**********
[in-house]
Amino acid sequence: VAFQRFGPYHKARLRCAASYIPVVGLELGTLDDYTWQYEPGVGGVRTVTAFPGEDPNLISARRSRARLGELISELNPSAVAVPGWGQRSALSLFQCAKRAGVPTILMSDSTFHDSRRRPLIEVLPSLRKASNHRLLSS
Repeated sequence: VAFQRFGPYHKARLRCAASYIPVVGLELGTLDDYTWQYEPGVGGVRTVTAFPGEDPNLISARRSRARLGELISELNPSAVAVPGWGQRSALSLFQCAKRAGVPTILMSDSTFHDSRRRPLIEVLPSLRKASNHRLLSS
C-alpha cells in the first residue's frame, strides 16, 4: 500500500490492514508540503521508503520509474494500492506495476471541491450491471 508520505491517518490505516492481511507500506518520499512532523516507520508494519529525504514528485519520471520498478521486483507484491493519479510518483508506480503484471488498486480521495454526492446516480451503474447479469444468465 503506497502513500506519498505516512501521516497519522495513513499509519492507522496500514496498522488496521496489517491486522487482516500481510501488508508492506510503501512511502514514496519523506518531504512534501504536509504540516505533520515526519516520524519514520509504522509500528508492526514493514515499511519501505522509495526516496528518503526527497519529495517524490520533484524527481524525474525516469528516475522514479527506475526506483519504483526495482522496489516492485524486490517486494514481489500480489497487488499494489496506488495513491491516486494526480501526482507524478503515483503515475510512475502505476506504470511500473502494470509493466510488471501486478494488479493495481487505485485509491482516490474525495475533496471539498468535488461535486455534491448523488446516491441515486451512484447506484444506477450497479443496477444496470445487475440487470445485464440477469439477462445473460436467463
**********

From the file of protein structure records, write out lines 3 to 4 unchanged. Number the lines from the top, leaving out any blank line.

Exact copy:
Repeated sequence: VAFQRFGPYHKARLRCAASYIPVVGLELGTLDDYTWQYEPGVGGVRTVTAFPGEDPNLISARRSRARLGELISELNPSAVAVPGWGQRSALSLFQCAKRAGVPTILMSDSTFHDSRRRPLIEVLPSLRKASNHRLLSS
C-alpha cells in the first residue's frame, strides 16, 4: 500500500490492514508540503521508503520509474494500492506495476471541491450491471 508520505491517518490505516492481511507500506518520499512532523516507520508494519529525504514528485519520471520498478521486483507484491493519479510518483508506480503484471488498486480521495454526492446516480451503474447479469444468465 503506497502513500506519498505516512501521516497519522495513513499509519492507522496500514496498522488496521496489517491486522487482516500481510501488508508492506510503501512511502514514496519523506518531504512534501504536509504540516505533520515526519516520524519514520509504522509500528508492526514493514515499511519501505522509495526516496528518503526527497519529495517524490520533484524527481524525474525516469528516475522514479527506475526506483519504483526495482522496489516492485524486490517486494514481489500480489497487488499494489496506488495513491491516486494526480501526482507524478503515483503515475510512475502505476506504470511500473502494470509493466510488471501486478494488479493495481487505485485509491482516490474525495475533496471539498468535488461535486455534491448523488446516491441515486451512484447506484444506477450497479443496477444496470445487475440487470445485464440477469439477462445473460436467463